“Pull the cover off; pull it off,” one Chinese manager says as a team of workers begin to lift a blanket from the head of a cadaver stored in a stainless steel container filled with formalin, a chemical preservative. “Let’s see the face; show the face...
Dr. Von Hagen has a factory in China, too -- where, according to the Times, "About 260 workers in Dalian process about 30 bodies a year." He is now branching off to include animals as well.
In a large workshop called the positioning room, about 50 medical school graduates work with the dead: picking fat off the cadavers, placing them in seated or standing positions and forcing the corpses to do lifelike things, such as hold a guitar or assume a ballet position. Dr. von Hagens admits these positions are controversial.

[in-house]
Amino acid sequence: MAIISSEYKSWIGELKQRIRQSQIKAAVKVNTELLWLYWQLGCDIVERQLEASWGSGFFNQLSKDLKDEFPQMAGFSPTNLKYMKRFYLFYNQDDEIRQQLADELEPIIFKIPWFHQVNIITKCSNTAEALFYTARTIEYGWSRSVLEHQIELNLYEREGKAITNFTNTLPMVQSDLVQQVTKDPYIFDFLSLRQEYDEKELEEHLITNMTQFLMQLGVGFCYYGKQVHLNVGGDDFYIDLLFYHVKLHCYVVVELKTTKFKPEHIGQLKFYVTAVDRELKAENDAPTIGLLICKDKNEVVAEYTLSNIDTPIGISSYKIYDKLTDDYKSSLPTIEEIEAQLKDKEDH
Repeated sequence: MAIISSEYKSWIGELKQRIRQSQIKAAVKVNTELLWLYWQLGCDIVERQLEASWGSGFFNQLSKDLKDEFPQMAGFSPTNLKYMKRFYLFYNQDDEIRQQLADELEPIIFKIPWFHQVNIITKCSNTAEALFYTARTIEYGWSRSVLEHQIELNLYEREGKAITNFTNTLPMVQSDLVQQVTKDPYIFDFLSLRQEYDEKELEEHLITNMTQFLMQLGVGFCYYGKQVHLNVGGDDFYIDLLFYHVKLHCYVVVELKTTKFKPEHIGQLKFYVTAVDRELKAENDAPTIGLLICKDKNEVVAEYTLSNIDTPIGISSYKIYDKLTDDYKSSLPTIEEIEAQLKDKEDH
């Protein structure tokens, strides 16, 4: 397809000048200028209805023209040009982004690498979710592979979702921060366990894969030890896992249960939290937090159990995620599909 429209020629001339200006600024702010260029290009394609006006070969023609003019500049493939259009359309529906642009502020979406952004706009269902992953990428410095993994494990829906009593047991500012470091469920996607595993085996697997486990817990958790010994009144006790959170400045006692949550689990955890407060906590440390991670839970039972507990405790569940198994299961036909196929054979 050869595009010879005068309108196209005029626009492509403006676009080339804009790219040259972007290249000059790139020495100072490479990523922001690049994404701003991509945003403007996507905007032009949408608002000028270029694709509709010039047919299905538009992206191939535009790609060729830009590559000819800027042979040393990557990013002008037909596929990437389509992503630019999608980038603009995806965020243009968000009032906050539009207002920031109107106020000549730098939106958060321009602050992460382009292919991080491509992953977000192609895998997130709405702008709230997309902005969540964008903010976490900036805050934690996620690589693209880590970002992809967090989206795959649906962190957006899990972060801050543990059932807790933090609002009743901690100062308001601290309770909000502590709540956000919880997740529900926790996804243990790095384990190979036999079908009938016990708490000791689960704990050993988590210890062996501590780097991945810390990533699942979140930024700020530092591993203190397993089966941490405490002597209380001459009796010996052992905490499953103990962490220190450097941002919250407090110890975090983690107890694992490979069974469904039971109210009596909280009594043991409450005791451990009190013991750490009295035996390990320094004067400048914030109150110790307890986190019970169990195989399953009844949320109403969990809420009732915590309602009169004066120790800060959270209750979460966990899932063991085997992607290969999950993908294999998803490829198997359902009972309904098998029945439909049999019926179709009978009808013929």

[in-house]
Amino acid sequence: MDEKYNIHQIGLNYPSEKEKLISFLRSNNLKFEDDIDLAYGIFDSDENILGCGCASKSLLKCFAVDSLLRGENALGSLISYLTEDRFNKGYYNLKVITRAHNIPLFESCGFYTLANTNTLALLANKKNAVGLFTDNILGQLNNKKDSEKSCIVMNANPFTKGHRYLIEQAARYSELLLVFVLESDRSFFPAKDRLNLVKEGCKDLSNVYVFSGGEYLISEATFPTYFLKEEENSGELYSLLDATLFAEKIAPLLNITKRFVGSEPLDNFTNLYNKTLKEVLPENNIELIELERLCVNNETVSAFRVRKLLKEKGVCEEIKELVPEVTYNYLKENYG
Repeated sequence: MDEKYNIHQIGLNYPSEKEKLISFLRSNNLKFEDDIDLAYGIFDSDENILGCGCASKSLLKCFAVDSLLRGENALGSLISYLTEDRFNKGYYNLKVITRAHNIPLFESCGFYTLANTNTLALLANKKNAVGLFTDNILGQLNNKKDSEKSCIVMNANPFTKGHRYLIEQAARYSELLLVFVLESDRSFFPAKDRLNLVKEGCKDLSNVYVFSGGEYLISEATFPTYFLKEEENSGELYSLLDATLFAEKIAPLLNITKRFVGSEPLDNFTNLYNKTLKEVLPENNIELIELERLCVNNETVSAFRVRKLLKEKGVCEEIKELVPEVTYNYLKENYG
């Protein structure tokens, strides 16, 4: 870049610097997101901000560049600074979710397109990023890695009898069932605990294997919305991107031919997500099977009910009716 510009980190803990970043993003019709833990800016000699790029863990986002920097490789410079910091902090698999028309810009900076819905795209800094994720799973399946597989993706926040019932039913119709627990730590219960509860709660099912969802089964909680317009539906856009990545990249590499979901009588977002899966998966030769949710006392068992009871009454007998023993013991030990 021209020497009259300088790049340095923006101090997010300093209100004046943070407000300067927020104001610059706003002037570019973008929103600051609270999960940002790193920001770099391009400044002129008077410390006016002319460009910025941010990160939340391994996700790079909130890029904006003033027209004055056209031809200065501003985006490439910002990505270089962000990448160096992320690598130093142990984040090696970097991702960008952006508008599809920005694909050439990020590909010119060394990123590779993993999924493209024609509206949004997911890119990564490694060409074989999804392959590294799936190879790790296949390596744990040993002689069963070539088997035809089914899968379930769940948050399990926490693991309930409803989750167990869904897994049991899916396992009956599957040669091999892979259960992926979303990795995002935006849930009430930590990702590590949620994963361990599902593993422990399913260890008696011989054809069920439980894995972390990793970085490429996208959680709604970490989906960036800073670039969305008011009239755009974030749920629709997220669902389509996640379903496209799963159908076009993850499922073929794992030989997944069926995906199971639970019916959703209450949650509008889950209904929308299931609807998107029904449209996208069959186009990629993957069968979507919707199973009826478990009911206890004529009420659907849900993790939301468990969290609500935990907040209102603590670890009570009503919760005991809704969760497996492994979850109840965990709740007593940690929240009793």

“Even my former manager said, ‘Can you really pose a dead man on a dead horse?’ ’’ Dr. von Hagens said. “But I decided this was real quality.”
A French court judge recently closed down an exhibit called Corps Ouvert, the latest in these exhibitors.
In March, Hugo Chavez, President of Venezuela, did not allow the exhibit into Venezuela.
Venezuelan President Hugo Chavez’s closure of the “Bodies Revealed” exhibition of dissected human cadavers and subsequent confiscation of the bodies is perhaps the strongest government reaction yet to the worldwide trend for the traveling art and science shows that have been seen by millions.
It is big business. Tickets in Vegas can run about $20. The price is higher in other venues. Hundreds of thousands of people see these exhibits. In Japan, where von Hagens first exhibited in 1995, he claims 3 million viewers.
But this all makes my skin crawl and my heart break. The chilling depersonalization of human body to exhibit troubles me. I don't mind skeletons or cadavers in medical schools. They are needed there to teach. But I do mind this -- this show of enough skin and face and body to still resemble the real people that used to occupy those frames.